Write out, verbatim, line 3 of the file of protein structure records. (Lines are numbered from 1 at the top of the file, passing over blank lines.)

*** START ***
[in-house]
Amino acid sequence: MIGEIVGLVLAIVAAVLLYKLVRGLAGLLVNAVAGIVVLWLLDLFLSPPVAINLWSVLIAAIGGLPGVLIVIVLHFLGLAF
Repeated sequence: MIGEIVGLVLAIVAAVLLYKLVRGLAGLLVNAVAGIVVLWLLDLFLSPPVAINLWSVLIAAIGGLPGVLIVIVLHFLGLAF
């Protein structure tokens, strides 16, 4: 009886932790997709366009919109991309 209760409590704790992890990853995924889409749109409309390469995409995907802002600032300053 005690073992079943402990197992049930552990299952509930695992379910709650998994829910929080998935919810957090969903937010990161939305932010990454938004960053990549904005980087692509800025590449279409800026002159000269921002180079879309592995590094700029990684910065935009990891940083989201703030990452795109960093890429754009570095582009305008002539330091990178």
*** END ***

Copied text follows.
Repeated sequence: MIGEIVGLVLAIVAAVLLYKLVRGLAGLLVNAVAGIVVLWLLDLFLSPPVAINLWSVLIAAIGGLPGVLIVIVLHFLGLAF